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Monitoring mice carrying the RET C620R mutation

Germline RET mutations are responsible for different inherited disorders: Hirschsprung disease (congenital aganglionic megacolon), caused by loss of function mutations, familial medullary thyroid carcinoma (FMTC) and multiple endocrine neoplasia type 2 (MEN2A), caused by gain of function mutations. Intriguingly, some RET mutations, including C620R, are associated with both types of diseases. In order to investigate the dual role of such RET mutations, a mouse model with a targeted mutation retC620R was generated. retC620R/C620R offspring die during the first postnatal day, and show kidney agenesis and intestinal aganglionosis.

Decreased outgrowth of the Ret-positive cells was observed in retC620R/C620R neuronal cell cultures, which is suggestive of an impaired migration, proliferation, or survival of the Ret-expressing cells. Electronmicroscopy revealed the absence of membrane-bound Ret in retC620R/C620R cells as compared to ret+/+ and ret+/C620R cells. On the other hand, aged ret+/C620R mice develop pre-cancerous lesions in the adrenal gland or in the thyroid. In humans, RET+/C620R is associated with FMTC and MEN 2A. In mice, however, the same genotype does not produce the above phenotypes.

It is worth noting that mice carrying the heterozygous MEN2B-specific mutation M918T (ret+/M918T) obtained by replacing the endogenous wild-type copy of the gene by ES mediated homologous recombination, display merely C-cell hyperplasia (CCH; 55%) and nodular chromaffin cell hyperplasia (16-17%). In addition, when the M918T mutation was targeted to be expressed under the calcitonin gene promoter specifically in thyroid C-cells, in transgenic mice, nodular CCH was observed only in some mice from 8 months on and MTC was detected in 13% of mice from the age of 11 months on. However, no thyroid dysplasia was observed in transgenic mice carrying the wild-type ret allele or non-transgenic controls of same age. MEN 2B manifests a more complex phenotype than MEN 2A and RETM918T has an in vitro tumorigenic capacity much higher than RETC620R. It is therefore not surprising that the C620R mutation in heterozygous mice is not fully capable of transforming the neural crest derivatives.

An increase in C-cell hyperplasia, was observed in 48.4% of ret+/C620R mice of 129/Sv background versus the 22.8% of ret+/+ mice. Although the differences in frequency of C-cell hyperplasia between the two groups do not reach statistical significance (P= 0.077), probably because of the relatively small number of observations allowed by the material available, they suggest that the C620R mutation is predisposing to tumor formation only at late stages in mice. In a recent work by Carniti and coworkers no C-cell hyperplasia or tumor formation was detected in heterozygous mice carrying the same C620R mutation, which were analysed at earlier stages, whereas results similar to ours were reported for the aganglionosis found in the homozygous mice.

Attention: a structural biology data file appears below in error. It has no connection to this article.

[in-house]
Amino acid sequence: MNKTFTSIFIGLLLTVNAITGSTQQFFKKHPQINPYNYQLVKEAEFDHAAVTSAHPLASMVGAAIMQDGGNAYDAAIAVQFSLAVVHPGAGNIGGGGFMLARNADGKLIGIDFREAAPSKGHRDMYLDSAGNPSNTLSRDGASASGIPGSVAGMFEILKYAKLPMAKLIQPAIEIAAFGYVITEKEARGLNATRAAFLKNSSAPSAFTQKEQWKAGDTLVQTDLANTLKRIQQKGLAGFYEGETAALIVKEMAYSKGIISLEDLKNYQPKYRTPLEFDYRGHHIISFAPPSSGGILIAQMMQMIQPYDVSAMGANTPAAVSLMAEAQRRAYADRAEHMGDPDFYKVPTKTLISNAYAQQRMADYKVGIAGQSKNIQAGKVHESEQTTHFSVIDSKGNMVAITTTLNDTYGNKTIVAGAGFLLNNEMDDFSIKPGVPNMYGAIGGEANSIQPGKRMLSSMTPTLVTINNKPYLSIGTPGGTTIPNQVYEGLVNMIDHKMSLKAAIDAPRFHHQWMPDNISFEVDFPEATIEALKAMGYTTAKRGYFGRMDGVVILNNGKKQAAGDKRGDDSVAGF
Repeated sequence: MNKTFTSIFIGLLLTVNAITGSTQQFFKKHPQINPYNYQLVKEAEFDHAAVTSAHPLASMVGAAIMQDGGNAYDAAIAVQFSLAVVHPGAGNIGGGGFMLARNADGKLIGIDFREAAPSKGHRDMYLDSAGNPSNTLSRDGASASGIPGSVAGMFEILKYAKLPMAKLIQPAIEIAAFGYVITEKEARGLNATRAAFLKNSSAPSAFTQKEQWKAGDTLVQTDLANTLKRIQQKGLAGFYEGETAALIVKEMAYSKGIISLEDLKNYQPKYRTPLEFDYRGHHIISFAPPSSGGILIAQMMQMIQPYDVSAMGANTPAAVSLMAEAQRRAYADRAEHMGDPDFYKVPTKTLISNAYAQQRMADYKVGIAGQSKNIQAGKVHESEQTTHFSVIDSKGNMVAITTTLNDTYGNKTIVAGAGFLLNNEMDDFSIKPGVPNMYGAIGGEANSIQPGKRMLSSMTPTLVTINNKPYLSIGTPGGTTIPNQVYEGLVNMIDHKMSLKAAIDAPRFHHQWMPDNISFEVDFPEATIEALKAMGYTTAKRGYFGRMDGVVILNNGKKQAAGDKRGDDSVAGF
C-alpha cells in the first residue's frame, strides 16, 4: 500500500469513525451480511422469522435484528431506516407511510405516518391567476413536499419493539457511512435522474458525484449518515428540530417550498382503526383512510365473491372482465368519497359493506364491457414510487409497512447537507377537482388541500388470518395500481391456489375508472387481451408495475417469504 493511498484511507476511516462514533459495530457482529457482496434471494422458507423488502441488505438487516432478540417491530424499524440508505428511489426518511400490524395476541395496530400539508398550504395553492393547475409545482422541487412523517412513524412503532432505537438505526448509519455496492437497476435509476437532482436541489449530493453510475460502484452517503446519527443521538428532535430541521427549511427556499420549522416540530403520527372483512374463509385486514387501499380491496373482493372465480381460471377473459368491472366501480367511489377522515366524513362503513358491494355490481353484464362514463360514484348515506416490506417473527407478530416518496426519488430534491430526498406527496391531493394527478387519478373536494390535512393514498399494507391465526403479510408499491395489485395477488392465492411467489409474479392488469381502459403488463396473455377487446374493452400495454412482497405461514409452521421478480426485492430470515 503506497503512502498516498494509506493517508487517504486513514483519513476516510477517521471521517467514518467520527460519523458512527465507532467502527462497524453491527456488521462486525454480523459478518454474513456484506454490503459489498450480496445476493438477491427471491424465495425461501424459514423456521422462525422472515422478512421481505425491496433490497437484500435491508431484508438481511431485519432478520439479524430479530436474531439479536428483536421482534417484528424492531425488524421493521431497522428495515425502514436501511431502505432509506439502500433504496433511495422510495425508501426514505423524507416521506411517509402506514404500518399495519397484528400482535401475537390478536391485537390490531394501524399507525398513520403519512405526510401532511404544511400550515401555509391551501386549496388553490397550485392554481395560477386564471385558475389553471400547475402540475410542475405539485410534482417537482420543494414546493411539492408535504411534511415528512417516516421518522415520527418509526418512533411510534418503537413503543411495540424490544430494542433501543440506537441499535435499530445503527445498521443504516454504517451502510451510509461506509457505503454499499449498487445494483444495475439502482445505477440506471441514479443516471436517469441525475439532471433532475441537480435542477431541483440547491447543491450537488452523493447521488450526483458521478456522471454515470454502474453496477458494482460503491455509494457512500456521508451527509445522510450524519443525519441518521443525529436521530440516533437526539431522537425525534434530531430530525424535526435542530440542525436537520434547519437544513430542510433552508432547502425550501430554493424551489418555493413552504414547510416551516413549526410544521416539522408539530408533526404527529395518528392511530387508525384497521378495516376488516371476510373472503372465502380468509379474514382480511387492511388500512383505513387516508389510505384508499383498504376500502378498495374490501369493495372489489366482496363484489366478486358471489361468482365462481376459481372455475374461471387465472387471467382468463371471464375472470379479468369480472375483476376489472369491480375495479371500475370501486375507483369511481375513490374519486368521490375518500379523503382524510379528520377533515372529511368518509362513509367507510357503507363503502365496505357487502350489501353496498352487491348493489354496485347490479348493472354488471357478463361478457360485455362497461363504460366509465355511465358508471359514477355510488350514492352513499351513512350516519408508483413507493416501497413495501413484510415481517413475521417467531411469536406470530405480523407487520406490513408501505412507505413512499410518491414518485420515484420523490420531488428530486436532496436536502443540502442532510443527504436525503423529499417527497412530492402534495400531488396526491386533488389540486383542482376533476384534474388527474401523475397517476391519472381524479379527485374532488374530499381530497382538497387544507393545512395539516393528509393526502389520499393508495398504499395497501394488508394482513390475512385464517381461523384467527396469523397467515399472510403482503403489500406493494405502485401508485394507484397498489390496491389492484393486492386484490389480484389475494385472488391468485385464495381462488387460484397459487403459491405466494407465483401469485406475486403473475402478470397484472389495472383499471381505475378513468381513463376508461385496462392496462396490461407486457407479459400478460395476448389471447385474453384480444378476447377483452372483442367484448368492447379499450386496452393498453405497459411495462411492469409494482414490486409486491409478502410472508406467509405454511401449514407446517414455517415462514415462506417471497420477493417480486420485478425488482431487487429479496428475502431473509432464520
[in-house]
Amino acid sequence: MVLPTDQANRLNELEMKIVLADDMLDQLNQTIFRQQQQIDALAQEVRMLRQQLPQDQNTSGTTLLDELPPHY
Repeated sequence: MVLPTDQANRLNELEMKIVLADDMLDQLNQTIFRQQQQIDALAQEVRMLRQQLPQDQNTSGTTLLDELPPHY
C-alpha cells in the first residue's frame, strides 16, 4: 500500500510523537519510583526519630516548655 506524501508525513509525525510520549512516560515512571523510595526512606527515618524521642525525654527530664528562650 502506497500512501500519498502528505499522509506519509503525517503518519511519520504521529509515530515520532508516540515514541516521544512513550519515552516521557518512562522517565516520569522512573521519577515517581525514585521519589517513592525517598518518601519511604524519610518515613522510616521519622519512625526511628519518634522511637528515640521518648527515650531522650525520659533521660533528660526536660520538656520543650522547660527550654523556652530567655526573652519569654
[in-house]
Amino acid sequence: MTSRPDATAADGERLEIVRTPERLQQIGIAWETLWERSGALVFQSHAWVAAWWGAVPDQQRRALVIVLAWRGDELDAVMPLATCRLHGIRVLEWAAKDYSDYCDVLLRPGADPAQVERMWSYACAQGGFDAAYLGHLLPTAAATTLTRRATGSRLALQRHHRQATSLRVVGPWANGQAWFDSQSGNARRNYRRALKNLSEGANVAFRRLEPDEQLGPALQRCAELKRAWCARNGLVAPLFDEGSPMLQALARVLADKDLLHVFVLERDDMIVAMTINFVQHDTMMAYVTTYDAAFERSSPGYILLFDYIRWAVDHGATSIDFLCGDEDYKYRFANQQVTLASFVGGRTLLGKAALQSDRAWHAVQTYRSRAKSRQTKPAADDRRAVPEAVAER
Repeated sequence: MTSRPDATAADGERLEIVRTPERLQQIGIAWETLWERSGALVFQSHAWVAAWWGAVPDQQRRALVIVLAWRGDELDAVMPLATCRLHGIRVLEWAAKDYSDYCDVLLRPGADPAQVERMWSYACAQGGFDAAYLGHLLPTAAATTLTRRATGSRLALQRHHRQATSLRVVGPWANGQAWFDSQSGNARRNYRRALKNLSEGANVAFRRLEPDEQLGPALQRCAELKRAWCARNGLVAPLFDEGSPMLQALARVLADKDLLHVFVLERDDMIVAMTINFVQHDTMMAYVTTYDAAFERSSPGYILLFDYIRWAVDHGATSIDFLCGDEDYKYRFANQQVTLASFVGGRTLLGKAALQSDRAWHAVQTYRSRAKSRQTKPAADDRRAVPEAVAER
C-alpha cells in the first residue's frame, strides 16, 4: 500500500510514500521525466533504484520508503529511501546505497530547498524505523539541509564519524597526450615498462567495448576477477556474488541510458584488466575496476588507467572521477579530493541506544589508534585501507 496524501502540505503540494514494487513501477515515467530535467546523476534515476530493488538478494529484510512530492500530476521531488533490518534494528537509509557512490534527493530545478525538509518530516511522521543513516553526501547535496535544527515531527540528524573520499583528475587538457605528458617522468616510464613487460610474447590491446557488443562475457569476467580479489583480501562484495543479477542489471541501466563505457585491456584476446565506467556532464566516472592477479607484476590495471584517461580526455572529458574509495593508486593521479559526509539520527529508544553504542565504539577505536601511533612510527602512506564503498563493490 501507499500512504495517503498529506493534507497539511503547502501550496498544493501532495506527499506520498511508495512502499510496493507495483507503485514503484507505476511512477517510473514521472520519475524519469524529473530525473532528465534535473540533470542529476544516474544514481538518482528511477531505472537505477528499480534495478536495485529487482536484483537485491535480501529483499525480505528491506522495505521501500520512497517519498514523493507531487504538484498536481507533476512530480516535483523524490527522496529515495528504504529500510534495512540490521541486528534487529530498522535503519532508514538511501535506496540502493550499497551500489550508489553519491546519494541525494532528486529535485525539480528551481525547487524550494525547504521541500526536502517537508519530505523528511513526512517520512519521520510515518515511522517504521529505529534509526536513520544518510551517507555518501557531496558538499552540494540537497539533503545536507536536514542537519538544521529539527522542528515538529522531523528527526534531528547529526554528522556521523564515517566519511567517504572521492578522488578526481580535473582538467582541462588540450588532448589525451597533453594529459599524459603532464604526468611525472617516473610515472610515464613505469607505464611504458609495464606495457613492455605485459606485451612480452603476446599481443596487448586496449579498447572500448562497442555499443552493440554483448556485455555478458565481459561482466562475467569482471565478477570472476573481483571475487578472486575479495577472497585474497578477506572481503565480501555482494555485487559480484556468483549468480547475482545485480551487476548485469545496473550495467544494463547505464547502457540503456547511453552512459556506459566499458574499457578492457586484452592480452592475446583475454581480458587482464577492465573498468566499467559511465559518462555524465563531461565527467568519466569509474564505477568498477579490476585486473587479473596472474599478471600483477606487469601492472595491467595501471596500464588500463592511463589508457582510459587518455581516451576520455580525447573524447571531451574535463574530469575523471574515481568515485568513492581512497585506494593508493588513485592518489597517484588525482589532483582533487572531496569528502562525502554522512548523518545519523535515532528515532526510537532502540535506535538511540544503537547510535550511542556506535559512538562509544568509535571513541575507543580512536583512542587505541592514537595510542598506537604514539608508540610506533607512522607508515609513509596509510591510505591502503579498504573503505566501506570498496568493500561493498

It is quite interesting that ret+/C620R mice, in both the129/Sv and 129/Sv X C57BL/6 backgrounds, develop thyroid dysplasia and adenoma, and adrenal gland cortical nodular regeneration or hyperplasia. The above result indicates that the retC620R mutation also causes susceptibility to some cancers of epithelial origin, which are not associated with the human equivalent genotype. How the retC620R transforms the mouse epithelium, which is normally devoid of Ret expression, remains to be elucidated.

In conclusion, we have observed that (1) the retC620R mutation in homozygotes displays a loss of function effect, manifested by the lack of mature Ret protein on the cell membrane, a growth defect of the retC620R/C620R neuronal primary cultures, and consequent total intestinal aganglionosis and kidney agenesis; (2) the retC620R mutation in heterozygotes exerts a possible dominant gain of function effect with low penetrance, which might lead to pre-cancerous lesions in the thyroid and/or adrenal gland.

The low penetrance of these pre-cancerous lesions in ret+/C620R mice suggests that there is a requirement for additional factors, genetic as well as environmental, in order to develop the complete tumour phenotype. Therefore, further studies of ret+/C620R mice will hopefully provide clues for the identification of these additional components.

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UNIVERSITY OF BOLOGNA
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